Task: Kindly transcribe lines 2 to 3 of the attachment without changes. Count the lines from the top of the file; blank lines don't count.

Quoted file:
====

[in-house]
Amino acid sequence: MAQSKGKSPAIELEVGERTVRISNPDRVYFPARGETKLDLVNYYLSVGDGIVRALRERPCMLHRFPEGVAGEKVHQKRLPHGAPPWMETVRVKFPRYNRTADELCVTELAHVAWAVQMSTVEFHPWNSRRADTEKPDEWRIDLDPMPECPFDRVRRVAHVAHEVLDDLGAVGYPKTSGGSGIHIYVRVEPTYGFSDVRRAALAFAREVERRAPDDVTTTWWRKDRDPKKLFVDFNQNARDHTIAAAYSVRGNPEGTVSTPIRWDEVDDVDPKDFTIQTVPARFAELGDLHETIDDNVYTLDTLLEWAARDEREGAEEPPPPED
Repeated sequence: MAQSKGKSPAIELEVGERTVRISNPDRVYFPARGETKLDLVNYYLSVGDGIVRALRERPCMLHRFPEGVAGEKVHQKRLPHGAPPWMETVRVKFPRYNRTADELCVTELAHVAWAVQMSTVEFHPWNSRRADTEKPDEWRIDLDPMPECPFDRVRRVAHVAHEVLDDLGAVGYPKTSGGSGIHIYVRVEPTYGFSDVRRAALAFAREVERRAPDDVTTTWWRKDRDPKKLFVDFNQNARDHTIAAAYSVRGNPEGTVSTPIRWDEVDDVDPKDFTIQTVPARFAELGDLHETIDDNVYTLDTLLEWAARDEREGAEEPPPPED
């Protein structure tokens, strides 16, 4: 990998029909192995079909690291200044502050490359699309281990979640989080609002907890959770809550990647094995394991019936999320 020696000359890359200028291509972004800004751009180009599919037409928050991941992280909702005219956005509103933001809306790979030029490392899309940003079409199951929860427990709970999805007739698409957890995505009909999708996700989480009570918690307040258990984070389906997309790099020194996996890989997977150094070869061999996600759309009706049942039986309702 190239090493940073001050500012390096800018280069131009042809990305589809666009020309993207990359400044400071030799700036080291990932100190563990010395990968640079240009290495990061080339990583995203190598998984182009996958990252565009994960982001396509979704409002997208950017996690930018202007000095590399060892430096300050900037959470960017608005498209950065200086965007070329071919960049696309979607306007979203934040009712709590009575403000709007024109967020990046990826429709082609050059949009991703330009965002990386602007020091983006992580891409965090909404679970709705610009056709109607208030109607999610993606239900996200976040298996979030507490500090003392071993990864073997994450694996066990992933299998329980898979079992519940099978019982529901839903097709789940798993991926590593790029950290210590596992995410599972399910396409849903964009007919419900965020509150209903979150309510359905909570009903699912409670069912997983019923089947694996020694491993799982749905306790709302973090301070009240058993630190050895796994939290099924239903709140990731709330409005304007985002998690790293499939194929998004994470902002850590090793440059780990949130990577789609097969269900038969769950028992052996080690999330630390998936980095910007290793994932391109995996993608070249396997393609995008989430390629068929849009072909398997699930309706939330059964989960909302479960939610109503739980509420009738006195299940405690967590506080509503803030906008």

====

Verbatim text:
Amino acid sequence: MAQSKGKSPAIELEVGERTVRISNPDRVYFPARGETKLDLVNYYLSVGDGIVRALRERPCMLHRFPEGVAGEKVHQKRLPHGAPPWMETVRVKFPRYNRTADELCVTELAHVAWAVQMSTVEFHPWNSRRADTEKPDEWRIDLDPMPECPFDRVRRVAHVAHEVLDDLGAVGYPKTSGGSGIHIYVRVEPTYGFSDVRRAALAFAREVERRAPDDVTTTWWRKDRDPKKLFVDFNQNARDHTIAAAYSVRGNPEGTVSTPIRWDEVDDVDPKDFTIQTVPARFAELGDLHETIDDNVYTLDTLLEWAARDEREGAEEPPPPED
Repeated sequence: MAQSKGKSPAIELEVGERTVRISNPDRVYFPARGETKLDLVNYYLSVGDGIVRALRERPCMLHRFPEGVAGEKVHQKRLPHGAPPWMETVRVKFPRYNRTADELCVTELAHVAWAVQMSTVEFHPWNSRRADTEKPDEWRIDLDPMPECPFDRVRRVAHVAHEVLDDLGAVGYPKTSGGSGIHIYVRVEPTYGFSDVRRAALAFAREVERRAPDDVTTTWWRKDRDPKKLFVDFNQNARDHTIAAAYSVRGNPEGTVSTPIRWDEVDDVDPKDFTIQTVPARFAELGDLHETIDDNVYTLDTLLEWAARDEREGAEEPPPPED